What Imminence Means
The doctrine of imminence as used by scholars and lay teachers means that the return of Christ could happen at any moment. To be sure, adherents and expositors of this teaching affirm that the “fullness of the Gentiles” must come into the Kingdom first, as per Romans 9. However, since that number is known only to God and no signs are associated with it in Romans 9, it is essentially a “signless event” that makes the return of Christ completely unpredictable from a human epistemological standpoint. Various scholars, such as Bart Ehrman among others, seem to believe that the New Testament teaches imminence.
Imminence is not the position of the NT or the early church: it was flatly denied by various Fathers, and by the Didache. Christ and the Apostle Paul, drawing on various Old Testament sources and divine revelation, taught that the return could NOT happen at any moment within a particular framework. As we are still living within that framework, the return of Christ is not imminent within the meaning of imminence as a technical term provided above.
On a related note, imminence as defined above should not be conflated with the belief that the return of Christ could happen within one’s own lifetime. Paul may have thought that the return of Christ could happen within his lifetime, but that does not entail that: (a) he absolutely believed it would without a shadow of a doubt or (b) that it could happen at any time. Paul knew the necessary conditions for the return of Christ (and knew that they were necessary conditions) and therefore knew that if they did not obtain during his lifetime, Christ could not return during his lifetime.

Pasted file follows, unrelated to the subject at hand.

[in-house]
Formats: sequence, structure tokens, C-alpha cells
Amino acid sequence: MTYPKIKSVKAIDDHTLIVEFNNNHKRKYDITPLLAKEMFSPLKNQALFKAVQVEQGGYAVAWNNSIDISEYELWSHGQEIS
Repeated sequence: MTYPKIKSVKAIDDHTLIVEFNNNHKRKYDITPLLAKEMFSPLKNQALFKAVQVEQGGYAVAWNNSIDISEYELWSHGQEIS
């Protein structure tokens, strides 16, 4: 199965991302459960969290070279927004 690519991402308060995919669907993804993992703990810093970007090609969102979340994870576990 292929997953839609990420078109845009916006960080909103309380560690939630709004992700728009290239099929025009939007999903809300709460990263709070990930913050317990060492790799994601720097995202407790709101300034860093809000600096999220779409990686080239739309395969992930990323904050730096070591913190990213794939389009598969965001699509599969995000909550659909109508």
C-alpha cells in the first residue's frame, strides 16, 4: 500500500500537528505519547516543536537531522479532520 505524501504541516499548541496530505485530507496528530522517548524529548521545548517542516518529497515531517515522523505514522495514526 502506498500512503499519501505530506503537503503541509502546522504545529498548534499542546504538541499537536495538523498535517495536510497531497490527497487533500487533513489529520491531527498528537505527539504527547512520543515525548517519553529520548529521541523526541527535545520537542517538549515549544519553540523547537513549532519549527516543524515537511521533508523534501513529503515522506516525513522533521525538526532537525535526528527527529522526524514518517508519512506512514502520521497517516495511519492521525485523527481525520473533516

Although perhaps it need not be mentioned, for the avoidance of doubt, I would also say that rejection of imminence does not entail the belief that one can know in advance the day and/or hour of Christ’s return. It is not possible to know this, for Christ Himself does not know it, only the Father, and neither directly nor indirectly is the timing or mechanism for its calculation revealed in Scripture. The position of the NT and the Fathers is simply that the return of Christ cannot happen until the necessary conditions are first met. Once they are met, the return becomes imminent, but not predictable with any fine level of granularity. All one can say once the conditions are met is that it is truly soon.
The argument may be summarised as follows:
- Christ cannot return until certain conditions are met.
- These conditions have not been met yet.
- Therefore, Christ’s return is not imminent.
The “soonness” within this framework of understanding provides the answer to the question of the puzzling verse, “This generation shall not pass away until all these things have been fulfilled” (Matthew 24:34). The verse cannot refer to the generation that witnessed the fall of Jerusalem in AD 70 because Christ clearly did not return in that generation’s lifetime and, in context, his return falls within the set “all these things”. It also cannot be simultaneously interpreted as “generation” and be applied to the entire inter-advental period, as that would be a contradiction and therefore meaningless and therefore false. Many successive generations of humans have lived during the inter-advental period, but “this” in context can only mean one.